# How does the general stochastic integral generalize the Brownian motion stochastic integral?

I've been reading in the book "Continuous martingales and Brownian motion" about the definition of a general stochastic integral with respect to a bounded continuous martingale. The definition goes as follows:

Given a continuous bounded second order martingale $M$, and a progressively measurable process $K$ satisfying $\mathbb{E}\Big[ \int_0^t K_s^2d\langle M,M\rangle_s \Big]<\infty$.

we define the stochastic integral of $K$ with respect to $M$ as the unique continuous bounded martingale vanishing at $0$ ,$U$, such that:

$\langle U, N \rangle_t= \int_0^t K_s d\langle M,N \rangle_s$ for all continuous bounded second order martingale $N$.

What I am unsure on, is how does this property generalize the standard Brownian motion stochastic integral, i.e how does one prove that:

$\Big \langle \int_0^t K_sdB_s , N \Big \rangle_t= \int_0^t K_s d\langle B,N \rangle_s$ for all continuous bounded second order martingale $N$, where $B$ is a brownian motion.

I would appreciate any hints or answers on the matter (though it may be quite simple, but I cannot see the answer right now).

No, it's not exactly obvious. Let's prove the following theorem.

Let $(B_t)_{t \geq 0}$ be a one-dimensional Brownian motion and $(K_t)_{t \geq 0}$ a progressively measurable process such that $\mathbb{E}\int_0^t K_s^2 \, ds < \infty$ for all $t \geq 0$. If $(N_t)_{t \geq 0}$ is a continuous $L^2$-bounded martingale, then $$M_t := \int_0^t K_s \, dB_s$$ satisfies $$\langle M,N \rangle_t = \int_0^t K_s \, d\langle B,N \rangle_s.$$

Proof: Througout, $(N_t)_{t \geq 0}$ is an $L^2$-bounded martingale. First we consider the particular case that $K$ is a simple process of the form $$K(s) = \sum_{j=0}^{N-1} \varphi_j 1_{(s_j,s_{j+1}]}(s) \tag{1}$$ where $0<s_0 < \ldots < s_N$ and $\varphi_j \in L^2(\mathcal{F}_{s_j})$. We have to show that $M_t = \int_0^t K_r \, dB_r$ satisfies $$\mathbb{E}((M_t-M_s) (N_t-N_s) \mid \mathcal{F}_s) = \mathbb{E} \left( \int_s^t K_r \, d\langle B,N \rangle_r \mid \mathcal{F}_s \right) \tag{2}$$ for any fixed $s \leq t$. Without loss of generality, we may assume that $s_N = t$ and that there exists $k \in \{0,\ldots,N\}$ such that $s_k = s$ (otherwise we refine the partition accordingly). Writing $$N_t-N_s = \sum_{i=k}^{N-1} (N_{s_{i+1}}-N_{s_i}) \quad \text{and} \quad M_t-M_s = \sum_{j=k}^{N-1} (M_{s_{j+1}}-M_{s_j})$$ we find

$$\mathbb{E}((M_t-M_s) (N_t-N_s) \mid \mathcal{F}_s) = \sum_{j=k}^{N-1} \sum_{i=k}^{N-1} \mathbb{E}((M_{s_{j+1}}-M_{s_j}) (N_{s_{i+1}}-N_{s_i}) \mid \mathcal{F}_s).$$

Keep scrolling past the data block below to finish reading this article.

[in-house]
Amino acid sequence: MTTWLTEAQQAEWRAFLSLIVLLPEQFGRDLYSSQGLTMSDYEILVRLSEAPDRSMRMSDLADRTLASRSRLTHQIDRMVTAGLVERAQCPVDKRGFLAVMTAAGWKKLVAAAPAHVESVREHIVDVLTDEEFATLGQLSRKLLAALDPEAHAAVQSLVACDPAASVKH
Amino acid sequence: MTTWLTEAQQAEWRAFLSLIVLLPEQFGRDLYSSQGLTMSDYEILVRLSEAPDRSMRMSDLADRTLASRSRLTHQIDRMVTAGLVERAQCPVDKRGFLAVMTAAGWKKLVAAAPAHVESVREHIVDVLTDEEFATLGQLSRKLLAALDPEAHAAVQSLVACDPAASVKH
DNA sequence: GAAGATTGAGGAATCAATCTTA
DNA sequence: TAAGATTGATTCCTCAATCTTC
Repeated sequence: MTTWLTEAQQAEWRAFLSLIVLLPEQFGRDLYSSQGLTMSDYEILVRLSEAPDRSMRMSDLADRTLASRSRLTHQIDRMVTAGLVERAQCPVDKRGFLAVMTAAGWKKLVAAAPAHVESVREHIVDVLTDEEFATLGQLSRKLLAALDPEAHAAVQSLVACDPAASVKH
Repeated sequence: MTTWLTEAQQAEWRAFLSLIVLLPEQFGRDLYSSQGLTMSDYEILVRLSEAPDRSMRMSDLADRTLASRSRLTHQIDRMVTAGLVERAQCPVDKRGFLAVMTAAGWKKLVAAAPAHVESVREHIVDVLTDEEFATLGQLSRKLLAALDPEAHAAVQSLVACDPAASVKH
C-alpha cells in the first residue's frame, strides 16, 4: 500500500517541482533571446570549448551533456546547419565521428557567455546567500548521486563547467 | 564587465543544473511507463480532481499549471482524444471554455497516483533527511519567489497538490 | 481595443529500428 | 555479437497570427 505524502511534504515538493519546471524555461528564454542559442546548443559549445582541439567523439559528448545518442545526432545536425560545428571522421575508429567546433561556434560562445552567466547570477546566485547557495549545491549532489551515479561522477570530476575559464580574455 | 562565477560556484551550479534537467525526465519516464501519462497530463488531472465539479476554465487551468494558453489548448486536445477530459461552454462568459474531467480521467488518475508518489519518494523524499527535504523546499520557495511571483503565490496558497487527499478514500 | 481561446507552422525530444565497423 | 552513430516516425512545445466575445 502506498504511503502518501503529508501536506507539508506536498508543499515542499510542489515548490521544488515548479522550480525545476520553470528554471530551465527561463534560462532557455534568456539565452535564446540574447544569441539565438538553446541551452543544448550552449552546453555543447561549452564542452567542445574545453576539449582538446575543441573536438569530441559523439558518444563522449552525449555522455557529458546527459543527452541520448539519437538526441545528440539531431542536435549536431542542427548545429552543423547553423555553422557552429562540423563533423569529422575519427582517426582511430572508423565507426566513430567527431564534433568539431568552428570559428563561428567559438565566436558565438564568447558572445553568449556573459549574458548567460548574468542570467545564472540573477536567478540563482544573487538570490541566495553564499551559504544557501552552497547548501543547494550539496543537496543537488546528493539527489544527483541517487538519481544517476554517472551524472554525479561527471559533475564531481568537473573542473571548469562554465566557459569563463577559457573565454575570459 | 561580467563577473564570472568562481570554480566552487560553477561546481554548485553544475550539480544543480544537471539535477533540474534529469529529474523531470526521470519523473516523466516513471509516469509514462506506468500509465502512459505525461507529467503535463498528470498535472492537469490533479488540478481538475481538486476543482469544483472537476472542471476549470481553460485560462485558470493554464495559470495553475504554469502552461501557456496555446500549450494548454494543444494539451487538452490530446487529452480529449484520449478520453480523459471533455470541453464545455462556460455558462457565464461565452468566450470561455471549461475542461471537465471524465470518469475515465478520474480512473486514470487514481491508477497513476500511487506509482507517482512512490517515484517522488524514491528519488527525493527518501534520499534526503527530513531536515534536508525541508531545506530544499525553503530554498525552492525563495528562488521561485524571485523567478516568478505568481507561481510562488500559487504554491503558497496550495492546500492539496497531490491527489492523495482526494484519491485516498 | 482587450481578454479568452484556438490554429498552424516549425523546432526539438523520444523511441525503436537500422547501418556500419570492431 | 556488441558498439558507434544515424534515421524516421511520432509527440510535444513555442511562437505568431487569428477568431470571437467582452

Since both $(M_t)_{t \geq 0}$ and $(N_t)_{t \geq 0}$ are martingales, it is not difficult to see from the tower property that the terms on the right-hand side vanish for $i \neq j$, and so $$\mathbb{E}((M_t-M_s) (N_t-N_s) \mid \mathcal{F}_s) = \sum_{j=k}^{N-1} \mathbb{E}(\varphi_j (B_{s_{j+1}}-B_{s_j}) (N_{s_{j+1}}-N_{s_j}) \mid \mathcal{F}_s).$$

Using once more the tower property, we get

\begin{align*} \mathbb{E}((M_t-M_s) (N_t-N_s) \mid \mathcal{F}_s) &= \sum_{j=k}^{N-1} \mathbb{E} \bigg[ \varphi_j \mathbb{E}((B_{s_{j+1}}-B_{s_j}) (N_{s_{j+1}}-N_{s_j}) \mid \mathcal{F}_{s_j}) \mid \mathcal{F}_s \bigg] \\ &= \sum_{j=k}^{N-1} \mathbb{E} \bigg[ \varphi_j \mathbb{E}(\langle B,N \rangle_{s_{j+1}}-\langle B,N \rangle_{s_j}) \mid \mathcal{F}_{s_j}) \mid \mathcal{F}_s \bigg]\\ &= \mathbb{E} \left( \sum_{j=0}^{N-1} \varphi_j (\langle B,N \rangle_{s_{j+1}}-\langle B,N \rangle_{s_j}) \mid \mathcal{F}_s \right) \\ &= \mathbb{E} \left( \int_s^t K_r \, d\langle B,N \rangle_r \mid \mathcal{F}_s \right) \end{align*}

This proves the assertion for the simple process $K$. For the general case we choose a sequence of simple process $(K_n)_{n \in \mathbb{N}}$ of the form $(1)$ such that $$\mathbb{E} \left( \int_0^t (K_n(s)-K(s))^2 \, ds \right) \to 0.$$ By the construction of the stochastic integral, this implies, in particular,

$$\int_0^t K_n(r) \, dB_r \to \int_0^t K(r) \, dB_r \quad \text{in L^2(\mathbb{P})} \tag{3}$$

On the other hand, it follows from the Cauchy-Schwarz inequality that

$$\int_0^t K_n(r) \, d\langle B,N \rangle_r \to \int_0^t K(r) \, d\langle B,N \rangle_r \quad \text{in L^2(\mathbb{P})} \tag{4}$$

Thus, $M_t = \int_0^t K(r) \, dB_r$ satisfies

\begin{align*} \mathbb{E} \left( (M_t-M_s) (N_t-N_s) \mid \mathcal{F}_s \right) &\stackrel{(3)}{=} \lim_{n \to \infty} \mathbb{E} \left[ \left( \int_0^t K_n(r) \, dB_r - \int_0^s K_n(r) \, dB_r \right) (N_t-N_s) \mid \mathcal{F}_s \right] \\ &\stackrel{(1)}{=} \lim_{n \to \infty} \mathbb{E} \left( \int_s^t K_n(r) \, d\langle B,N \rangle_r \mid \mathcal{F}_s \right) \\ &\stackrel{(4)}{=} \mathbb{E} \left( \int_s^t K(r) \, d\langle B,N \rangle_r \mid \mathcal{F}_s \right). \end{align*}

• Thank you very much for a very thorough answer. I assumed there could be a more elegant (without using approximation by simple proceeses) for this. – Keen-ameteur Aug 7 '18 at 18:29
• @Keen-ameteur I'm not aware of a proof which doesn't use an approximation argument ... obviously this doesn't mean that such a proof doesn't exist. – saz Aug 8 '18 at 6:12
• @saz I also had a problem seeing this equality in Yor's book. A part of the proof establishes that $(K \cdot M )N -K<M,N>$ is a martingale, and this fact I cannot put into corresponande with any part of the statement. Could one use that to prove the above equality? – user1 Oct 4 '18 at 5:03
• @saz ah I got it! I follows since the qudratic variation process is the unique process for which this is a martingale – user1 Oct 4 '18 at 11:10
• @user1 Yes, but you have to be a bit careful about measurability. In general, there might be several processes $X$ such that $(K \cdot M)N-X$ is a martingale; but only one has is adapted to the right $\sigma$-algebra. – saz Oct 5 '18 at 4:46